Introducing the Sense Gen

I have a swimming pool with a pump that keeps going wrong. Why do I have to go look at the pump to find out it is not working, after it has already failed. And do this while my friend in Berlin has attached the baby monitor for his toddler daughter to an SMS text alert service, so he can pop downstairs to the coffee shop for a meeting, and rush back as required.

I think it is time for Gen-X – the 26 – 46 year old generation – to break yet one more thing on our path to eventual senility and death. And this time, we want sensors.

For around us, we are bemused to find that we are living in a world without smarts. The objects we use, that we need to operate successfully in life, are as intelligent as the raw materials of which they are comprised. And yet, life does not have to be this way.

Gen-X propelled the Internet and before that, the long distance phone revolution. Why should you have to pay $3 a minute for a phone call across the States. Why shouldn’t I be able to have access to the entire Library of Congress, Prince’s Purple Rain, and an English translation of Chekhov’s ‘The Cherry Orchard’ … at 3 o’clock in the morning, whatever time zone I am in??

The new trend, I believe, will be the increasing demand for smart, connected objects, using sensors to track what is going on, and management tools to control their activities remotely. Rapidly, as leading edge thinkers and opinion leaders start down this direction, we will start to look around us and ask the question: why not?

As we get onto this movement en masse, we will see many opportunities to put smarts into the objects and systems we use and see around us every day. One can imagine foolish things, like a sensor on clothing that tells if it is ‘too worn’. Or smart things like sensors that tell current electricity pricing, and automatically starts (or stops) charging our electric devices and cars based on price signals. In London recently I saw Tom Standage, Business Affairs Editor at The Economist, kick-off in this direction with his personal crusade around electricity pricing.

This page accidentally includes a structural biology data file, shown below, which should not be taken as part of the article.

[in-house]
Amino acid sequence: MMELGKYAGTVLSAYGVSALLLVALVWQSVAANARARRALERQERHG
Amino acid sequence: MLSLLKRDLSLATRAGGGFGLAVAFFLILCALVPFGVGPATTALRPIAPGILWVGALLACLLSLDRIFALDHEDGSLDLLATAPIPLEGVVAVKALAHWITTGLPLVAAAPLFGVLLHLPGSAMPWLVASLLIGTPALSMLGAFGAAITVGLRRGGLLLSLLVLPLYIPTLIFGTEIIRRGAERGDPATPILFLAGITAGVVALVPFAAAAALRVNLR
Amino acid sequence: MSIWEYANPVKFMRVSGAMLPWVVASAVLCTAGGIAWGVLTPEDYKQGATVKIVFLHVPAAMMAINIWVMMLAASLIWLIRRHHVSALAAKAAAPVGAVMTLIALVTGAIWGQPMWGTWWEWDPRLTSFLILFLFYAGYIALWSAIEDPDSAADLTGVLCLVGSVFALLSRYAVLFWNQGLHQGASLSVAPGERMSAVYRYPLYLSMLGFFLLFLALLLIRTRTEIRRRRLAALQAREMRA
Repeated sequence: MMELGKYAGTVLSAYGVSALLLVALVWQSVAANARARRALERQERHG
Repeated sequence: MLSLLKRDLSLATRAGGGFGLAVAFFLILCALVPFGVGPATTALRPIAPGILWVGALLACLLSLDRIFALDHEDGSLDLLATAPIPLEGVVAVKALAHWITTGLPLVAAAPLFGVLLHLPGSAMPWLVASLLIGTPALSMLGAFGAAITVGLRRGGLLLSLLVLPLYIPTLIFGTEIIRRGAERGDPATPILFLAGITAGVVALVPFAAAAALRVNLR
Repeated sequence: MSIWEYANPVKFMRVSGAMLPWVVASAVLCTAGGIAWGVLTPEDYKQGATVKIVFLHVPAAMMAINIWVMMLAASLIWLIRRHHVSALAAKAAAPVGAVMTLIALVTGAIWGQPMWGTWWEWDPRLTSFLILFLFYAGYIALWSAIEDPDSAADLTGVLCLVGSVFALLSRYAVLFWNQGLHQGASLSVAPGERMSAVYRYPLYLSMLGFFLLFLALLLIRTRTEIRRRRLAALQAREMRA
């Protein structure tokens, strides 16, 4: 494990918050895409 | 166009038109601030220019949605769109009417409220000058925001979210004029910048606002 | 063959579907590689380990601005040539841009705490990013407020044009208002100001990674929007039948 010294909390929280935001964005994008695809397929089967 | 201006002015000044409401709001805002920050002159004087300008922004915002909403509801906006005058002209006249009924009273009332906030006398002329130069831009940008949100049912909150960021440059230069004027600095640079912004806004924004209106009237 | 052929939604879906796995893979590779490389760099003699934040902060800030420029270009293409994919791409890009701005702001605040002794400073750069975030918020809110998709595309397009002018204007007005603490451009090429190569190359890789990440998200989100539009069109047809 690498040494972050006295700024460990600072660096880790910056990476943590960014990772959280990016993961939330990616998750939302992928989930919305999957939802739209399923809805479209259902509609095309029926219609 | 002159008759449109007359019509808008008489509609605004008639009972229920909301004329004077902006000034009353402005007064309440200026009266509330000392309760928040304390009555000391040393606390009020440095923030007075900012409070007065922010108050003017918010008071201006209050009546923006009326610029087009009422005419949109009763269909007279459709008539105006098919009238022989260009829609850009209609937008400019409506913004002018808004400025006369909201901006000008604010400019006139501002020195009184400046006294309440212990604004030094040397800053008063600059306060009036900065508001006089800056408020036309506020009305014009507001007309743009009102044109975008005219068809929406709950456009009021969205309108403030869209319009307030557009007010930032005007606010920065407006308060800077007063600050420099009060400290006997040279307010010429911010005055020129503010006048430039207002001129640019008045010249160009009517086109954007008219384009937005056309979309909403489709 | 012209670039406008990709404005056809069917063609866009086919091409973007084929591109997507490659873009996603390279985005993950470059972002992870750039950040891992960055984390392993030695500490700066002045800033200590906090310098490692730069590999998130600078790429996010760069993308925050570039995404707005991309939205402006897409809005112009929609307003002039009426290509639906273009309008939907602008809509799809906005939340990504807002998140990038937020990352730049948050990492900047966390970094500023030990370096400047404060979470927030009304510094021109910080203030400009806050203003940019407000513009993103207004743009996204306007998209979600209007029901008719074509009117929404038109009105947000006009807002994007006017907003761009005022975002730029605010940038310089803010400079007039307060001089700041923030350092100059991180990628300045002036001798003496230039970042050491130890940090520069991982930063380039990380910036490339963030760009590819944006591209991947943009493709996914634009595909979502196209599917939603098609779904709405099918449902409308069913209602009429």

And we do not see any reason to be physically present to check these sensors. Why – we have wifi and Internet connections. Already I do not have to go to the store to see if a book is available. Why should I move myself to check on a sensor reading? Instead we will get intelligent alerts, to whatever device we choose. And we will have the management tools – and likely service companies to help us – manage the settings for optimal performance and experience.

Obviously there is more work to be done on this. I see this as part of a general trend of greater transparency, just of objects and their status in this case. I see this as a way of utilizing the power of the masses, as sensors and objects start to cooperate, perhaps to reduce electricity consumption in an entire neighborhood automatically. And fundamentally, this is yet another step along mankind’s use of tools and technology to make life a little bit easier, and hopefully, this time around, make our never-ending consumption habit a little less damaging to the world around us.


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